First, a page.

LIABILITIES AND STOCKHOLDERS’ EQUITY

 

 

 

 

 

 

 

 

 

 

 

 

 

 

 

Current liabilities:

 

 

 

 

 

 

 

Accounts payable

 

$

11,688

 

$

15,149

 

$

7,443

 

Accrued salaries, wages and related expenses

 

5,381

 

7,883

 

6,563

 

Other accrued liabilities

 

21,019

 

21,931

 

18,109

 

Other current liabilities

 

 

 

3,704

 

 

 

 

 

 

 

 

 

Total current liabilities

 

38,088

 

44,963

 

35,819

 

 

 

 

 

 

 

 

 

Non-current liabilities:

 

 

 

 

 

 

 

Deferred lease incentives

 

14,937

 

14,982

 

18,371

 

Deferred rent obligations

 

7,226

 

7,457

 

8,751

 

Other

 

2,593

 

2,532

 

3,508

 

 

 

 

 

 

 

 

 

Total non-current liabilities

 

24,756

 

24,971

 

30,630

 

 

 

 

 

 

 

 

 

Commitments

 

 

 

 

Stockholders’ equity:

 

 

 

 

 

 

 

Preferred stock — $0.01 par value, 1,000 shares authorized, none outstanding

 

 

 

 

Common stock — $0.01 par value, 74,000 shares authorized, 45,593, 45,432 and 45,621 shares issued and 35,802, 35,641 and 35,830 shares outstanding at May 28, 2011, February 26, 2011 and May 29, 2010, respectively

 

456

 

454

 

456

 

Additional paid-in capital

 

115,377

 

114,909

 

114,163

 

Retained earnings

 

161,396

 

161,642

 

196,567

 

Common stock held in treasury, 9,791 shares at cost at May 28, 2011, February 26, 2011, and May 29, 2010, respectively

 

(112,711

)

(112,711

)

(112,711

)

Accumulated other comprehensive income (loss)

 

74

 

(65

)

23

 

 

 

 

 

 

 

 

 

Total stockholders’ equity

 

164,592

 

164,229

 

198,498

 

 

 

 

 

 

 

 

 

Total liabilities and stockholders’ equity

 

$

227,436

 

$

234,163

 

$

264,947

 

 

The accompanying notes are an integral part of these unaudited condensed consolidated financial statements.

 

3



Table of Contents

 

CHRISTOPHER & BANKS CORPORATION

CONDENSED CONSOLIDATED INCOME STATEMENTS

(In thousands, except per share data)

(Unaudited)

 

 

 

Three Months Ended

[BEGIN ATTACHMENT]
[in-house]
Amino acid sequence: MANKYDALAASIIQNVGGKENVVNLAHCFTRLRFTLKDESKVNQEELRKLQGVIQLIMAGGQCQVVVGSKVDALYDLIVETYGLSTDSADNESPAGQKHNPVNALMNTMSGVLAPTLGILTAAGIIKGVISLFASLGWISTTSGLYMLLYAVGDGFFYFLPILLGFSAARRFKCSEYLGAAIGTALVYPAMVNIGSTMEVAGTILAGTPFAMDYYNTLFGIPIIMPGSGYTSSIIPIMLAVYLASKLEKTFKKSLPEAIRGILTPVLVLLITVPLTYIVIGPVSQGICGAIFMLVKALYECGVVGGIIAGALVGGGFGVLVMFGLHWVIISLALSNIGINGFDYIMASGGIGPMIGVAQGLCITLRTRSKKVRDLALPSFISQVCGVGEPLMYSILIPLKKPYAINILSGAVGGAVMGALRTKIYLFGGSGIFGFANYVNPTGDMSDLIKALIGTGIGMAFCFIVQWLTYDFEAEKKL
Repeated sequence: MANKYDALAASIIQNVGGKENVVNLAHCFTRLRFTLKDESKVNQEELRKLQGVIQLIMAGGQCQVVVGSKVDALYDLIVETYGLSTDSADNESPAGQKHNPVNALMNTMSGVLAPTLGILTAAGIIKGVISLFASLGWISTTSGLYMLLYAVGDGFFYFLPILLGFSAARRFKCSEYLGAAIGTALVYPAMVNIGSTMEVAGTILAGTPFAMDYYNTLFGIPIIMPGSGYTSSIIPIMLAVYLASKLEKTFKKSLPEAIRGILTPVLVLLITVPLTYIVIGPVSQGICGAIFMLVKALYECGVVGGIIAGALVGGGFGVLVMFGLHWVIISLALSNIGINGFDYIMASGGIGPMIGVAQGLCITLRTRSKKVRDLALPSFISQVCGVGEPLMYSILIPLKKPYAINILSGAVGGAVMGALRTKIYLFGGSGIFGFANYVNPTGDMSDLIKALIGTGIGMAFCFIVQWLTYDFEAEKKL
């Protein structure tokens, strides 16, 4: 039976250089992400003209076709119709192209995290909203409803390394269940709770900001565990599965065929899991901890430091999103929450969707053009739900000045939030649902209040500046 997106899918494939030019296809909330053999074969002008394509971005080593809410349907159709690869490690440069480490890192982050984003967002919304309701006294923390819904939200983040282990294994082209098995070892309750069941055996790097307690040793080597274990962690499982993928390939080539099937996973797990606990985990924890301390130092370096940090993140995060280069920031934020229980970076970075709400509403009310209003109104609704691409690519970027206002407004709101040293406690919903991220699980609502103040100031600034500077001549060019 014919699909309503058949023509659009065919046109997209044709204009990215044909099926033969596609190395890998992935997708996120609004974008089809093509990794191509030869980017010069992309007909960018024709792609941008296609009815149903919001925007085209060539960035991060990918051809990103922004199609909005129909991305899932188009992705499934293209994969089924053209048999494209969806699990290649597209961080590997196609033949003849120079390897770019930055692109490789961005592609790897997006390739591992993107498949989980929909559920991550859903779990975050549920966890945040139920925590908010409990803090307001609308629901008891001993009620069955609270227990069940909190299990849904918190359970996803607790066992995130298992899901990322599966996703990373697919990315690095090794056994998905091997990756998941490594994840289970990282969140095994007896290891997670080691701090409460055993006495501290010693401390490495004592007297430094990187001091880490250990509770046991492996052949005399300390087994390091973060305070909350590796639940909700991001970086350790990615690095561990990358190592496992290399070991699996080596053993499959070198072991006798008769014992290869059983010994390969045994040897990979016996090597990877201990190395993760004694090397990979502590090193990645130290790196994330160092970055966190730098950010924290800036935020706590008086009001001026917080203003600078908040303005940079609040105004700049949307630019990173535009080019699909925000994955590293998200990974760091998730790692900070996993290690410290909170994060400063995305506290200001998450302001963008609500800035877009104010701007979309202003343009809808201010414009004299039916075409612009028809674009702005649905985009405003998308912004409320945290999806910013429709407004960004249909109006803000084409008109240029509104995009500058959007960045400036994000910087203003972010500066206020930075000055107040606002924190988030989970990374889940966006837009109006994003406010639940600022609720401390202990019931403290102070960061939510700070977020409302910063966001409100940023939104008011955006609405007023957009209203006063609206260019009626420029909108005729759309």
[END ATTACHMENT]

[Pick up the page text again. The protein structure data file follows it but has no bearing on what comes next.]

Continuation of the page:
May 28,

 

May 29,

 

 

 

2011

 

2010

 

 

 

 

 

 

 

Net sales

 

$

123,832

 

$

126,235

 

 

 

 

 

 

 

Costs and expenses:

 

 

 

 

 

Merchandise, buying and occupancy

 

80,826

 

72,857

 

Selling, general and administrative

 

35,430

 

36,199

 

Depreciation and amortization

 

5,584

 

6,530

 

 

 

 

 

 

 

Total costs and expenses

 

121,840

 

115,586

 

 

 

 

 

 

 

Operating income

 

1,992

 

10,649

 

 

 

 

 

 

 

Other income

 

79

 

116

 

 

 

 

 

 

 

Income before income taxes

 

2,071

 

10,765

 

 

 

 

 

 

 

Income tax provision

 

180

 

4,425

 

 

 

 

 

 

 

Net income

 

$

1,891

 

$

6,340

 

 

 

 

 

 

 

Basic earnings per share:

 

 

 

 

 

 

 

 

 

 

 

Net income

 

$

0.05

 

$

0.18

 

 

 

 

 

 

 

Basic shares outstanding

 

35,482

 

35,306

 

 

 

 

 

 

 

Diluted earnings per share:

 

 

 

 

 

 

 

 

 

 

 

Net income

 

$

0.05

 

$

0.18

 

 

 

 

 

 

 

Diluted shares outstanding

 

35,533

 

35,607

 

 

 

 

 

 

 

Dividends per share

 

$

0.06

 

$

0.06

 

 

The accompanying notes are an integral part of these unaudited condensed consolidated financial statements.

 

4



Table of Contents

 

CHRISTOPHER & BANKS CORPORATION

CONDENSED CONSOLIDATED STATEMENTS OF CASH FLOWS

(In thousands)

(Unaudited)

 

 

 

Three Months Ended

 

 

 

May 28,

 

May 29,

 

 

 

2011

 

2010

 

 

 

 

 

 

 

Cash flows from operating activities:

 

 

 

 

 

Net income

 

$

1,891

 

$

6,340

 

Adjustments to reconcile net income to net cash provided by operating activities:

 

 

 

 

 

Depreciation and amortization

 

5,584

 

6,530

 

Amortization of premium on investments

 

50

 

187

 

Excess tax benefit on stock-based compensation

 

 

(206

)

Deferred income taxes

 

 

(946

)

Stock-based compensation expense

 

586

 

638

 

Loss on disposal of furniture, fixtures and equipment

 

 

3

 

Gain on investments, net

 

(8

)

(18

)

Changes in operating assets and liabilities:

 

 

 

 

 

Increase in accounts receivable

 

(3,172

)

(1,602

)

Decrease in merchandise inventories

 

4,403

 

3,953

 

Increase in prepaid expenses

 

(1,127

)

(1,192

)

Decrease in income taxes receivable

 

73

 

601

 

(Increase) decrease in other assets

 

40

 

(2

)

Decrease in accounts payable

 

(3,395

)

(6,124

)

Increase (decrease) in accrued liabilities

 

(3,530

)

386

 

Decrease in deferred lease incentives

 

(45

)

(1,207

)

Decrease in other liabilities

 

(170

)

(440

)

 

 

 

 

 

 

Net cash provided by operating activities

 

1,180

 

6,901

 

 

 

 

 

 

 

Cash flows from investing activities:

 

 

 

 

 

Purchases of property, equipment and improvements

 

(3,464

)

(3,395

)

Purchases of investments

 

(38,017